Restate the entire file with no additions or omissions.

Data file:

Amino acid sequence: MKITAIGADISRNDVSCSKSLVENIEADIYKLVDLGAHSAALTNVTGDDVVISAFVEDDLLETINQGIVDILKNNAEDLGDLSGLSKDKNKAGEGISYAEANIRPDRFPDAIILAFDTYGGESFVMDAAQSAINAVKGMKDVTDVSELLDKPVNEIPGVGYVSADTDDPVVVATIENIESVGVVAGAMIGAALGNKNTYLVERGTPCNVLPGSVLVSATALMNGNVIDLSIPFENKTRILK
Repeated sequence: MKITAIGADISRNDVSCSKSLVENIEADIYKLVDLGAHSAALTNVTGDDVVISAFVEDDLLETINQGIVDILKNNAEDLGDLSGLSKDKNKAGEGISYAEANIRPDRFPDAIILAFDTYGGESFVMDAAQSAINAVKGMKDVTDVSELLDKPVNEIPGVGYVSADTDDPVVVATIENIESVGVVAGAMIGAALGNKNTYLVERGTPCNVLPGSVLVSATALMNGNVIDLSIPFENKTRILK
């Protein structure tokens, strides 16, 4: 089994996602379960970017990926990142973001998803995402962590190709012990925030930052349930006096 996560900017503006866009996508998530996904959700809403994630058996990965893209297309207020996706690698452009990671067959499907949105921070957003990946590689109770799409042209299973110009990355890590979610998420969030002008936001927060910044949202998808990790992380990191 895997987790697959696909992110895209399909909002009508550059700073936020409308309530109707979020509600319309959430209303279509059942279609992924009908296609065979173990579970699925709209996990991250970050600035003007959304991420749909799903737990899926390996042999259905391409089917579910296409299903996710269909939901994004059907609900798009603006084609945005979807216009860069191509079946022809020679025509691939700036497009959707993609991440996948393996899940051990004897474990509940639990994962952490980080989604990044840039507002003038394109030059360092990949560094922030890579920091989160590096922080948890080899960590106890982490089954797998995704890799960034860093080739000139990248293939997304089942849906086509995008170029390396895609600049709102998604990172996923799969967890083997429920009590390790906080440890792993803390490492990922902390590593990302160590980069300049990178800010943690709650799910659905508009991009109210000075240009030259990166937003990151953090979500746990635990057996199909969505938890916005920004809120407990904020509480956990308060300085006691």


Amino acid sequence: MKITAIGADISRNDVSCSKSLVENIEADIYKLVDLGAHSAALTNVTGDDVVISAFVEDDLLETINQGIVDILKNNAEDLGDLSGLSKDKNKAGEGISYAEANIRPDRFPDAIILAFDTYGGESFVMDAAQSAINAVKGMKDVTDVSELLDKPVNEIPGVGYVSADTDDPVVVATIENIESVGVVAGAMIGAALGNKNTYLVERGTPCNVLPGSVLVSATALMNGNVIDLSIPFENKTRILK
Repeated sequence: MKITAIGADISRNDVSCSKSLVENIEADIYKLVDLGAHSAALTNVTGDDVVISAFVEDDLLETINQGIVDILKNNAEDLGDLSGLSKDKNKAGEGISYAEANIRPDRFPDAIILAFDTYGGESFVMDAAQSAINAVKGMKDVTDVSELLDKPVNEIPGVGYVSADTDDPVVVATIENIESVGVVAGAMIGAALGNKNTYLVERGTPCNVLPGSVLVSATALMNGNVIDLSIPFENKTRILK
């Protein structure tokens, strides 16, 4: 089994996602379960970017990926990142973001998803995402962590190709012990925030930052349930006096 996560900017503006866009996508998530996904959700809403994630058996990965893209297309207020996706690698452009990671067959499907949105921070957003990946590689109770799409042209299973110009990355890590979610998420969030002008936001927060910044949202998808990790992380990191 895997987790697959696909992110895209399909909002009508550059700073936020409308309530109707979020509600319309959430209303279509059942279609992924009908296609065979173990579970699925709209996990991250970050600035003007959304991420749909799903737990899926390996042999259905391409089917579910296409299903996710269909939901994004059907609900798009603006084609945005979807216009860069191509079946022809020679025509691939700036497009959707993609991440996948393996899940051990004897474990509940639990994962952490980080989604990044840039507002003038394109030059360092990949560094922030890579920091989160590096922080948890080899960590106890982490089954797998995704890799960034860093080739000139990248293939997304089942849906086509995008170029390396895609600049709102998604990172996923799969967890083997429920009590390790906080440890792993803390490492990922902390590593990302160590980069300049990178800010943690709650799910659905508009991009109210000075240009030259990166937003990151953090979500746990635990057996199909969505938890916005920004809120407990904020509480956990308060300085006691």